National banks, of course, engage in the general banking business as authorized by the National Bank Act.  Prior to 1916 they were not permitted to make real estate mortgage loans except on certain farm lands. In that year the Congress authorized the banks to make residential loans for a term of not over a year and to the extent of 50% of the value of the mortgaged property.  This term was first enlarged in 1927 to five years  and then to 10 years in 1935 by 49 Stat. 706, which also authorized an increase to 60% as the maximum proportion of property value permitted to be loaned. In 1934, national banks were authorized to purchase F.H.A. guaranteed mortgages.  Ten years later that authority was enlarged to include V.A. loans which the Comptroller of the Currency by decision found to be in the same category as F.H.A. mortgages.  It was not until this time that national banks became any significant factor in the residential mortgage field. By 1952 the ratio of their deposits to their total assets had more than doubled, amounting to 92% of their assets,  having totaled only 41% thereof at the time of the passage of § 5219.
Michigan National was organized in 1941 with 150,000 shares of $10 par value and total resources of about $68,000,000. In 1952 it had outstanding 500,000 shares of the same par value (all of the increase having been issued as dividends) and resources of some $306,000,000. In 1952 its gross earnings on its capital account were 91%, which, after all expenses and taxes (except dividends and federal income tax), remained at over 31%. The 16 building and loan associations' average net earnings for the same year (before dividends and federal income taxes) amounted to 3.4% of their capital, approximately their normal annual earning. A $1,000 investment in Michigan National's stock (58.8 shares) in 1941 was worth $6,691.20 (157.5 shares) by 1952, an annual average increase in value of 61%. This does not include $1,308.80 in cash dividends paid over the same period.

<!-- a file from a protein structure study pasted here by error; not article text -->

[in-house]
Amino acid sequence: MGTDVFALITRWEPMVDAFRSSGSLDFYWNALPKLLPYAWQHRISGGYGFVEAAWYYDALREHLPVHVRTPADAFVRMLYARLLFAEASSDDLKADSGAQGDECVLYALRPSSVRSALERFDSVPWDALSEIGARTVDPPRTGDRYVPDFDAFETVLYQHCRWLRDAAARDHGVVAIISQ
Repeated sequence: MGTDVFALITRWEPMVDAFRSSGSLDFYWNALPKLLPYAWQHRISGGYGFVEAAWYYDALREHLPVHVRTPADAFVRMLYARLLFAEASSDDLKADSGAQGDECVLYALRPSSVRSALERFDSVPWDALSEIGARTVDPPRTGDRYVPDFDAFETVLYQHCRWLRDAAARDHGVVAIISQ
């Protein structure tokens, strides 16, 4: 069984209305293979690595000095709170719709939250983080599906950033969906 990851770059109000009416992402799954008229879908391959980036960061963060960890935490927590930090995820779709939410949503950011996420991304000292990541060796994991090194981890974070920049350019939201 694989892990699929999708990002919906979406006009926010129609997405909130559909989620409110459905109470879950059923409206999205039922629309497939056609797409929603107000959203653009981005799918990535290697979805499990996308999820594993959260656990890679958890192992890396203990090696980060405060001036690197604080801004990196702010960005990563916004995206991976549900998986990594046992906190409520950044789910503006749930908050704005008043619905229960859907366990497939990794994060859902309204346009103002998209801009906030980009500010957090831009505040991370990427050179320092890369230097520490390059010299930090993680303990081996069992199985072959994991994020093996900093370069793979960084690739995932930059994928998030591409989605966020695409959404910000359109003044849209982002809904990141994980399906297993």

Background and Construction of the Legislation.
1. Section 5219.
Congress enacted the Section in 1864  and this Court has passed on it over 55 times in the near century of the Section's existence. During that period the Court has kept clearly in view, as was said in the last case in which it wrote, that 'the various restrictions (§ 5216) * * * places on the permitted methods of taxation are designed to prohibit only those systems of state taxation which discriminate in practical operation against national banking associations or their shareholders as a class.' Tradesmens Nat. Bank of Oklahoma City v. Oklahoma Tax Comm., 1940, 309 U.S. 560, 567, 60 S.Ct. 688, 692, 84 L.Ed. 947. Reverting to one of the first and controlling cases dealing with the Section, Mercantile Nat. Bank of New York v. Mayor, etc., of New York, 1887, 121 U.S. 138, 7 S.Ct. 826, 30 L.Ed. 895,  we find that Mr. Justice Matthews declared for a unanimous Court that the purpose of the Congress in passing the provision was 'to prohibit the States from imposing such a burden as would prevent the capital of individuals from freely seeking investment in institutions which it was the express object of the law to establish and promote.' At page 154 of 121 U.S., at page 835 of 7 S.Ct. The Court further held deposits in savings banks to be moneyed capital but approved their total exemption from state taxes, along with other enumerated property, on the ground that the State had shown 'just reason' so to do. In essence the case stands for the proposition that the State cannot, by its tax structure, create 'an unequal and unfriendly competition' with national banks. This case followed in the light of Hepburn v. School Directors, 1874, 23 Wall. 480, 23 L.Ed. 112, where Chief Justice Waite had pointed out that the taxable value of the stock in a national bank is not necessarily determined by its nominal or par value but rather by 'the amount of moneyed capital which the investment represents for the time being.' 'Therefore some plan must be devised to ascertain what amount of money at interest is actually represented by a share of stock.' At page 484 of 23 Wall.